Author Profile: David Leinweber
David Leinweber, author of Nerds on Wall Street: Math, Machines and Wired Markets, talks about the impact of big data on technology, trading, regulation and risk management.
David Leinweber heads the Lawrence Berkeley National Laboratory Computational Research Division’s Center for Innovative Financial Technology, which was created to help build a bridge between the computational science and financial markets communities.
His professional interests focus on modern information technologies in trading and investing. As the founder of two financial technology companies, and as a quantitative investment manager, he is a pioneer in the transformation of markets. At the RAND Corporation he directed research on real-time applications of artificial intelligence that led to the founding of Integrated Analytics Corporation (IAC). IAC was acquired by the Investment Technology Group; its product became QuantEx, an electronic execution system used for millions of institutional equity transactions daily.
He is a graduate of MIT in physics and computer science. He also has a Ph.D. in Applied Mathematics from Harvard.
FIXGlobal: How has big data changed the technology and hardware requirements for latency-sensitive trading strategies?
David Leinweber: Every system has a capacity. This is true for both networks and the many execution systems that make up our modern market systems. Coordination based on new rules places additional demands on that capacity.
We are talking about structured big data, getting too big and too fast for systems to handle. For unstructured big data, some forms – such as simple ‘one-note news’ – has also created a race in latency.
FG: Does big data affect short term, higher frequency strategies more or less than long term, fundamental strategies?
DL: In one sense, high frequency trading (HFT) is not possible without big data. However, longer term investors are affected as well: by the trading process and also by the need to keep up with the techniques required to understand unstructured big data when making investment decisions.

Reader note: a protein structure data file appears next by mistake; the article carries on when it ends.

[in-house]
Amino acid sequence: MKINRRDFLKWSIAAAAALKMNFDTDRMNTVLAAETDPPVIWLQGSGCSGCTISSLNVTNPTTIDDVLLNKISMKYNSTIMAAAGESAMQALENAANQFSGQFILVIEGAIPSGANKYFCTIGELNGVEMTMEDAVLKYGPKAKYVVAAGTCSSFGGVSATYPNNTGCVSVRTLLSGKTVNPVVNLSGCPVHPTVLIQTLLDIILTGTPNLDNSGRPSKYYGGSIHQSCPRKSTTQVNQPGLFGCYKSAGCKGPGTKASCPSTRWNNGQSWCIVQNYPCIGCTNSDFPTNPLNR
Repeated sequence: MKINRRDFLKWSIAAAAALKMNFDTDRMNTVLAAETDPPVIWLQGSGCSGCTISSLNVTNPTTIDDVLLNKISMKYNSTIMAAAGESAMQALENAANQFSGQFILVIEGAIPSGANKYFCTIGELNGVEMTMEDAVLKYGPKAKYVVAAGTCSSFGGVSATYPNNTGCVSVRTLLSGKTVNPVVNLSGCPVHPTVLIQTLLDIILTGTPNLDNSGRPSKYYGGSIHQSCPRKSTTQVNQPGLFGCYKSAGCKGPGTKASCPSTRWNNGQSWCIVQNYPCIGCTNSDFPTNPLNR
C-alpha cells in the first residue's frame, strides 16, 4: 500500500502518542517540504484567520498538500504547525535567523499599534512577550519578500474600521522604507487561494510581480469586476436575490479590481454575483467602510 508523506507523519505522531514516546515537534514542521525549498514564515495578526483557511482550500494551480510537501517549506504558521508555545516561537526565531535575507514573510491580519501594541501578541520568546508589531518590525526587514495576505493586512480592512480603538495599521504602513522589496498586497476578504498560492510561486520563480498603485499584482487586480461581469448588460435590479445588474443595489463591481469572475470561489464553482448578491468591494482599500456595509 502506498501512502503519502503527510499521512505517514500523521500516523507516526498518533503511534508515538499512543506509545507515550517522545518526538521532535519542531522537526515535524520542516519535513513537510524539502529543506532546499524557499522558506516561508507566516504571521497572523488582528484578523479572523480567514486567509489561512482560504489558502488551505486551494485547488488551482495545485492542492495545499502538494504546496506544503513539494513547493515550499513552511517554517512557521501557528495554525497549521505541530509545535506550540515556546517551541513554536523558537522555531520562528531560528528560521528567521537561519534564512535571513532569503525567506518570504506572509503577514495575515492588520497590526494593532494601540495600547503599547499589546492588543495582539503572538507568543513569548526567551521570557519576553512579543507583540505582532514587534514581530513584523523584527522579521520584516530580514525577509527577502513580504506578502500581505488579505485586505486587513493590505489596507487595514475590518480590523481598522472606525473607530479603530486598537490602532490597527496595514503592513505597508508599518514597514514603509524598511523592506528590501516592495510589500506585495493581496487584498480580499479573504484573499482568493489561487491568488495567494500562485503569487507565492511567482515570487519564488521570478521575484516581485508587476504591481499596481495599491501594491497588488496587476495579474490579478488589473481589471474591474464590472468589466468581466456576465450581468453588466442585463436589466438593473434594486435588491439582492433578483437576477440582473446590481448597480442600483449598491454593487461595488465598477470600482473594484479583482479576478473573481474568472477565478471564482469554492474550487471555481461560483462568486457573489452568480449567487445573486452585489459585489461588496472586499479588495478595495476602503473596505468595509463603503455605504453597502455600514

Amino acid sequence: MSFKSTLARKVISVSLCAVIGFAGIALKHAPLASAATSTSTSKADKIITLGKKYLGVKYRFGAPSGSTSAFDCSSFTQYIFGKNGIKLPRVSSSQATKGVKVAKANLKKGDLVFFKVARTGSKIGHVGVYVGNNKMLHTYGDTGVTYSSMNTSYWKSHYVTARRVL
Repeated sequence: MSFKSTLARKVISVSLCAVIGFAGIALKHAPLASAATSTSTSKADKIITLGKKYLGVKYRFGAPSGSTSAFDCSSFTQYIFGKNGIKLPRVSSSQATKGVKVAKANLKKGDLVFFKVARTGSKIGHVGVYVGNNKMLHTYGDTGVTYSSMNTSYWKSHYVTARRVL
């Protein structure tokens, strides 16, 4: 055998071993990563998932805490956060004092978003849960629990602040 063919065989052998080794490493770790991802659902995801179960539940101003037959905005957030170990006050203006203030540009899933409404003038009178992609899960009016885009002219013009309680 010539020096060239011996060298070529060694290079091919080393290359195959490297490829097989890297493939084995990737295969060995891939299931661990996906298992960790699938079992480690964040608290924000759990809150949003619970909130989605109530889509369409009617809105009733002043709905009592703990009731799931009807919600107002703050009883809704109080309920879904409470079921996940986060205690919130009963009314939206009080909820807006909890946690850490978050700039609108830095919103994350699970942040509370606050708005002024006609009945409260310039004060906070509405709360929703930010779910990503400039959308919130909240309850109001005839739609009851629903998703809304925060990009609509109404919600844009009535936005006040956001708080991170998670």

In a broader sense, investor confidence in markets is important. Big events like the Flash Crash tend to erode this confidence. Many traders maintain that there are thousands of smaller anomalies that underpin their confidence in the safety and stability of markets. So far we have been lucky and have avoided major cyber security problems. All this combines to undermine market confidence and many people feel this has contributed to reduced volumes.
FG: Are regulators better off attempting to curtail data volumes (Tobin Tax, excess messaging fees) or radically expanding their capacity for data analysis?
DL: A collection of individually stable systems may be unstable in aggregate. Our ability to realistically simulate and test this is not what it could – or should – be.
Even our ability to look back at what happened when things go wrong is limited by data collection from an earlier era. The heads of both the Commodity Futures Trading Commission (CFTC) and Securities and Exchange Commission (SEC) have pointed to this regarding analysis of the Flash Crash.
FG: Have the risk management strategies at large brokers and institutional investors changed to reflect the increased size of financial data? What changes should be made to intraday risk systems to account for the increased volume?
DL: I don’t have enough information on what has changed at the big firms to give a good answer. Systems may have improved but people have to use them properly. Transparency in markets (especially the much larger swaps markets), and what is traded on them are hot political issues (for example, the Swap Execution Facility (SEF) and Financial products Markup Language (FpML)).
When you say increased volume, I assume you mean volume of data, which is a direct consequence of technology. Trading volume has gone down.
FG: Who can ‘get away with’ not looking at the full data set? For low frequency firms, is the consolidated, summarized version sufficient?
DL: Higher turnover firms are most affected, but big issues of safety, security and stability of modern markets affect all investors.